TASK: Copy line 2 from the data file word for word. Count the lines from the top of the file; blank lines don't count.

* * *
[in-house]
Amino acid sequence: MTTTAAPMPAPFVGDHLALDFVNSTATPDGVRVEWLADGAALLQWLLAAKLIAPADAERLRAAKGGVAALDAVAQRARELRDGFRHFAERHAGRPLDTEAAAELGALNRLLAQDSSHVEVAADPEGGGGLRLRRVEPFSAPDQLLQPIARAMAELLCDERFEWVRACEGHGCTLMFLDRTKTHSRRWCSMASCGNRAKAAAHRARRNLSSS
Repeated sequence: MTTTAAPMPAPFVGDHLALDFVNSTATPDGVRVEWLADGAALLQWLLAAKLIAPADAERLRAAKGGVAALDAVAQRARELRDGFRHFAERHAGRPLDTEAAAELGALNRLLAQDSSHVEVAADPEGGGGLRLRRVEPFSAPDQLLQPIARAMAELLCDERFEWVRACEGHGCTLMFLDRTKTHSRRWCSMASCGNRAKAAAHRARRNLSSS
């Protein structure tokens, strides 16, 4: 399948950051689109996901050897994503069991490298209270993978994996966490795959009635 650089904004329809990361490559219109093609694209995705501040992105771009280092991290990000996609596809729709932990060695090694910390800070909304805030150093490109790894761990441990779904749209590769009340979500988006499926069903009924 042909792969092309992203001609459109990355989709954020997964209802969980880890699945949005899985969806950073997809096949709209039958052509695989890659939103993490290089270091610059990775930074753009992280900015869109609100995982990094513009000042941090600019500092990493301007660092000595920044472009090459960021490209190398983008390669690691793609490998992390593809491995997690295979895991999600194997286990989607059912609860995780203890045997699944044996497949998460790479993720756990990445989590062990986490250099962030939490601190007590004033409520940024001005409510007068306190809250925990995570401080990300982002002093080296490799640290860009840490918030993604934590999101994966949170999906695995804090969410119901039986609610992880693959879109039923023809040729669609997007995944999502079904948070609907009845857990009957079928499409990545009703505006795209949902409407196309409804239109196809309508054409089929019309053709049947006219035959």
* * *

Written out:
Amino acid sequence: MTTTAAPMPAPFVGDHLALDFVNSTATPDGVRVEWLADGAALLQWLLAAKLIAPADAERLRAAKGGVAALDAVAQRARELRDGFRHFAERHAGRPLDTEAAAELGALNRLLAQDSSHVEVAADPEGGGGLRLRRVEPFSAPDQLLQPIARAMAELLCDERFEWVRACEGHGCTLMFLDRTKTHSRRWCSMASCGNRAKAAAHRARRNLSSS